Huifang: How do you get speaking opportunities?

Christina: You’re not going to be able to get a chance to do public speaking on a big stage overnight. You have to build up to a point where someone is going to want you to speak at an event. In order to get to that point, I always recommend networking.

It can be networking on LinkedIn for instance. You’re given a platform where you can message people within your community to strike conversations, participate in discussions and constantly post to interact with followers.

After COVID passes, you should attend local events in your industry to meet people. One of the best ways to do that is to attend these events alone. It forces you to interact with others, much more so than if you attended the event with a group of friends.

Grow your own network and it gives you a chance to get your voice out there.

Taking that leap from networking into public speaking is a big step. It is difficult to find the opportunity to go on stage. But once you do, the speaking gigs will come one after the other.

Do not say no to public speaking, ever. Even if it’s a talk to a small group of 10 or a presentation at work. By saying no, you do not know what doors you are closing and what you could be missing out on next.

Huifang: What happens if an organizer requests for you to speak on a topic that you dislike?

Christina: Instead of turning down the opportunity directly, I will try to transform it into something that I do like. However, I wouldn’t recommend anyone to talk about something they don’t feel comfortable with.

Huifang: What topics do you personally enjoy/hate speaking about the most?

Christina: I do not like anything that’s out of my realm of knowledge or outside of my expertise. For example, I studied Python in my masters but I don’t like it and don’t use it a lot. Don’t ask me to do a talk on a demo with Python because I’m not going to feel comfortable doing it.

Since I work in big data and analytics, sometimes people ask me about the slightly related topic of blockchain. I don’t know enough about it since it is a domain in and of itself. I’ll answer them honestly and tell them the truth on the matter.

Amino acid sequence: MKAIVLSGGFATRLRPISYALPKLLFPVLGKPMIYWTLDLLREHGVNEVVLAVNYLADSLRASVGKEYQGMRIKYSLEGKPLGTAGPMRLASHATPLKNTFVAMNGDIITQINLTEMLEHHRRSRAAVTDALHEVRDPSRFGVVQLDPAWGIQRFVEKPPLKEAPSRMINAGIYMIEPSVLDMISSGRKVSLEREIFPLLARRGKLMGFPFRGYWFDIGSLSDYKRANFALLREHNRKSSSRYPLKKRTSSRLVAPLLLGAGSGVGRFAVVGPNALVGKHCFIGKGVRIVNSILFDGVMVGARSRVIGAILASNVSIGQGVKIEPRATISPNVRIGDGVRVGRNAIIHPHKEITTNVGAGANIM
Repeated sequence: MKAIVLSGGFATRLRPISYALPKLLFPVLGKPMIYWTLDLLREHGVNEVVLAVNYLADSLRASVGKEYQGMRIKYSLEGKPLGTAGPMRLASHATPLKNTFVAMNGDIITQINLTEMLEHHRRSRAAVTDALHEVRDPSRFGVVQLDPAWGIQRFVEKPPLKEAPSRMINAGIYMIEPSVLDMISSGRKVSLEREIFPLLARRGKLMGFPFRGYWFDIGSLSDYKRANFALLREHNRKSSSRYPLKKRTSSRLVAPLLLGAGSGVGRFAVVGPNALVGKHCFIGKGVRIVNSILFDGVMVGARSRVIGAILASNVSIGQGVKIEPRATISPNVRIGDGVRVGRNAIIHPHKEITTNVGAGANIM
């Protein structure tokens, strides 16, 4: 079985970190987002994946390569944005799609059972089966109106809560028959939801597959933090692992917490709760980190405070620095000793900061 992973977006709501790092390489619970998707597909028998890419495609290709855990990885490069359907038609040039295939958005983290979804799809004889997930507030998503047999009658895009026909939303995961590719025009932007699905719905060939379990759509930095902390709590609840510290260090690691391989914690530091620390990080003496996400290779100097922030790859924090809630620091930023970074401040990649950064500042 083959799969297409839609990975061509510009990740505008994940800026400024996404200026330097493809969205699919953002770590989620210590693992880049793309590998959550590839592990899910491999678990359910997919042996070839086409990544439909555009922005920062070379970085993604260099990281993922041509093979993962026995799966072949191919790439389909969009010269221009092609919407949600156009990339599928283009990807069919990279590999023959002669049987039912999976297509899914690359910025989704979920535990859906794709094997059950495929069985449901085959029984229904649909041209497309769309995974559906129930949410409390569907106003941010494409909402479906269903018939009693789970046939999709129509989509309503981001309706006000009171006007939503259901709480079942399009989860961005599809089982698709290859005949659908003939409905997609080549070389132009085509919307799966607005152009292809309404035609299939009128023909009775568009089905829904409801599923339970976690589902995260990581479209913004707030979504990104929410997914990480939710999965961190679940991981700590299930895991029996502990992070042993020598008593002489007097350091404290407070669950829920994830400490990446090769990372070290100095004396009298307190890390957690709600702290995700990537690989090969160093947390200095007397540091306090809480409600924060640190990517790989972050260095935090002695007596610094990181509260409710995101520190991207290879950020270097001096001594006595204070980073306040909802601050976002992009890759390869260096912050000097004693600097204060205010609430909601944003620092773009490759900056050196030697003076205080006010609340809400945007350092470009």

I do get nervous with Q&A’s because you don’t know what to expect and can’t prepare for it properly. However, if someone asks a question that is about analytics and I don’t know the answer, I’ll be honest about it and tell them: “That’s a really good question. I don’t know the answer right now, but let me look into it afterwards and I can get back to you.”

You can always be honest and I think people appreciate the sincerity.

Huifang: I love to see your interactions with other data influencers such as Danny MaSusan WalshGeorge Firican and Kate Strachnyi on LinkedIn. How would you describe this circle of influencers?

Christina: We have this close-knit data community where we bounce ideas off each other in the chat group. We host events together. It’s a super supportive group. We are always finding ways to try to collaborate or ask each other for advice and everyone truly is amazing.

Public speakers in data science
Photo created by Andrew Jones (Data Science Infinity) with a face-aging software

Huifang: Who are your favourite data heroes?

Christina: I would say my favourite data heroes are Cassie Kozyrkov and Allie K. Miller.

Cassie is the Chief Decision Scientist at Google but she’s also phenomenal with public speaking. She writes a lot of blogs with accompanying YouTube videos and she is an exceptional role model, especially for women in tech.

Allie is with Amazon Web Services and she specializes in Machine Learning. She’s also amazing with public speaking and writes many blogs, creates entertaining videos and regularly gives keynote speeches. She’s another great role model for women in STEM.